Rust error handling with Result and Option (WebAssembly ABI)

In our last adventure we looked at C++ exceptions in WebAssembly with the emscripten compiler. Now we’re taking a look at the main error handling system for another language targeting WebAssembly, Rust.

Rust has a “panic”/”unwind” system similar to C++ exceptions, but it’s generally recommended against catching panics. It also currently doesn’t work in WebAssembly output, where Rust doesn’t use emscripten’s tricks of calling out to JavaScript and is waiting for proper exception integration to arrive in Wasm.

Instead, most user-level Rust code expresses fallible operations using the Result or Option enum types. An Option<T> can hold either some value of type T — Some(T) — or no value — None. A Result<T, E> is fancier and can hold either a data payload Ok(T) or a Err(E) holding some information about the error condition. The E type can be a string or an enum carrying a description of the error, or it can just be an empty () unit type if you’re not picky.

Rust’s “?” operator is used as a shortcut for checking and propagating these error values.

For instance a function to store to memory (which might fail if the address is invalid or non-writable) you could write:

    // Looking up a memory page for writing could fail,
    // if the page is unmapped or read-only.
    pub fn page_for_write(&mut self, addr: GuestPtr)
    -> Result<&mut PageData, Exception> {
       // ... returns either Ok(something)
       // or Err(Exception::PageFault)

    pub fn store_8(&mut self, addr: GuestPtr, val: u8)
    -> Result<(), Exception> {

        // First some address calculations which cannot fail.
        let index = addr_to_index(addr);
        let page = addr_to_page(addr);

        let mem = self.page_for_write(page)?;

        // The "?" operator checked for an Err(_) condition
        // and if so, propagated it to the caller. If it was
        // Ok(_) then we continue on with that value.
        mem.store_8(index, val);


This looks reasonably clean in the source — you have some ?s sprinkled about but they indicate that a branch may occur, which is good to help reason about the performance. This makes things more predictable when you look at it — addition of a destructor in C++ might make a fast path suddenly slow with emscripten’s C++/JavaScript hybrid exceptions, while the worst that happens here is a visible flag check which is not so bad, right?

Well, mostly. The beautiful, yet horrible thing about Rust is that automatic optimization lets you create these wonderful clean conceptual APIs that compile down to fast code. The horrible part is that you sometimes don’t know how or why it’s doing what, and there can still be surprises!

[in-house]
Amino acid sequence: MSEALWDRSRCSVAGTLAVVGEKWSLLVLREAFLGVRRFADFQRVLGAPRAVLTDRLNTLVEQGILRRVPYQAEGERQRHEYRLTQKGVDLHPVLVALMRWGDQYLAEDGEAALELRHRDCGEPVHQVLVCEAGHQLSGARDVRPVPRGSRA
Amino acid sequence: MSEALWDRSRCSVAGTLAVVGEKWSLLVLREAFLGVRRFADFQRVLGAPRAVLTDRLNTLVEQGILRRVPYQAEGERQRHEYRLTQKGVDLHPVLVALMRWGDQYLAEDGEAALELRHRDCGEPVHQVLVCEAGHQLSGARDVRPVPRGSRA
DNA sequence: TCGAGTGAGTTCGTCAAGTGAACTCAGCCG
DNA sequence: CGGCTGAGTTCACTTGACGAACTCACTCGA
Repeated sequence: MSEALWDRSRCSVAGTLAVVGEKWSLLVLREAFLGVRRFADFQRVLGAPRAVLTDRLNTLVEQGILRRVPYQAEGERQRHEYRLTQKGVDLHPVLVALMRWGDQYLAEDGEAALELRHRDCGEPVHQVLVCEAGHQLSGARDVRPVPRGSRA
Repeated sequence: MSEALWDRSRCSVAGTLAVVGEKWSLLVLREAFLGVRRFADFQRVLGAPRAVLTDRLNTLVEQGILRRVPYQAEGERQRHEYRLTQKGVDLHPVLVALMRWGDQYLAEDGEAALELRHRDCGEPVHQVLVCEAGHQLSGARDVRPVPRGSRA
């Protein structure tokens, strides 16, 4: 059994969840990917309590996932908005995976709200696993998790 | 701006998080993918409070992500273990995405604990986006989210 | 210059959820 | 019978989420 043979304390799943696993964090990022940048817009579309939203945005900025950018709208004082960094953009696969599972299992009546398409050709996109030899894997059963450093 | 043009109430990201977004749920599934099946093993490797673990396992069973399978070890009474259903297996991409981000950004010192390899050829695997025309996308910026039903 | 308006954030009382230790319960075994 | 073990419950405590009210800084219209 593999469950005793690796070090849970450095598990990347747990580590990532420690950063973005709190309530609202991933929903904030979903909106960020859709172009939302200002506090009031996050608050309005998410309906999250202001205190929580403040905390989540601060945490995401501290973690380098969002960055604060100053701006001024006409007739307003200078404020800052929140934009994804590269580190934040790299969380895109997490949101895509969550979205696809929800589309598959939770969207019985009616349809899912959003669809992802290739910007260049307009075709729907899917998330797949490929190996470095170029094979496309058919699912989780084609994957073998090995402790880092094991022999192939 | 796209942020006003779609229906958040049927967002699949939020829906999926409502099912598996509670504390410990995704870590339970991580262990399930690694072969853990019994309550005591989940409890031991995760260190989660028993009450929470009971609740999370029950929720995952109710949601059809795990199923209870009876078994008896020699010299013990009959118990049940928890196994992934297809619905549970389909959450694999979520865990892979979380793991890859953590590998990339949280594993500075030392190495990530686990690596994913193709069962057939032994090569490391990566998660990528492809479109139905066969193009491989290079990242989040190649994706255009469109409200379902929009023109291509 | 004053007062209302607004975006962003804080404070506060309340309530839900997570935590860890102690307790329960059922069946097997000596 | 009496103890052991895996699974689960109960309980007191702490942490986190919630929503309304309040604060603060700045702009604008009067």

The good news is that there’s never any JavaScript call-outs in your hot paths, unlike emscripten’s C++ exception catching. Yay! But the bad news is that in WebAssembly, returning a structure like a Result<T,E> or an Option<T> that doesn’t resolve into a single word can be complicated. And knowing what resolves is complicated. And sometimes things get packed into integers and I don’t even know what’s doing that.

Crash course on enum layout

Rust “enums” can be much more fancy than C/C++ “enums”, with the ability not only to carry a discriminator of which enumerated value they carry, but to carry structure-like data payloads within them.

For Option<T>, this means you have a 1-bit discriminant between Some(_) or None and then the storage payload of the T type. If T is itself a non-zero or non-nullable type, or an enum with free space (a “niche”) then it can be optimized into a single word — for instance an Option<&u8> takes only a single pointer word of space because null references are not possible, while Option<*const u8> would take two words. When we use Result<(), E> for a return value on fallible operations that don’t need to return data, like the store_8 function above, we get that same benefit.

When you can return a single word, life is simple. At the low-level JIT implementation it’s probably passed in a register, and everything is awesome and fast.

However we have two words on data-bearing Result<T,E>s, and WebAssembly can’t return two words at once from a function. Instead, most of the time, the function is transformed to not use the return value, and instead send the address of a stack location to write the structure to memory, which means two memory stores and at least one memory read to check the discriminant value. Plus you have to manipulate the stack pointer, which you might not have needed otherwise on some functions.

This is not great, but is probably better than calling out to JavaScript and back. I haven’t yet benchmarked tight loops with this.

Packed enums in single words

I’ve also sometimes seen Result enums get packed into a single word, and I don’t yet understand the circumstances that this happens.

On a WebAssembly build, I’ve had it happen with Result<u16, E> where E is a small fieldless enum: it’s packed into a single 32-bit integer. But Result<u8, E> is sent through the stack, and Result<u32, E> is too, though it could have been packed into a single 64-bit integer.

On native x86-64 builds on macOS, I see the word packing for both Result<u16, E> and Result<u32, E>… meanwhile Result<u64, E> uses the stack, but Result<u8, E> uses two words returned in different registers.

I know the internals of Rust layout and calling conventions are officially undocumented and can change, but it’d be nice to know roughly what some of them are. ;)

Further information on Rust layout and ABI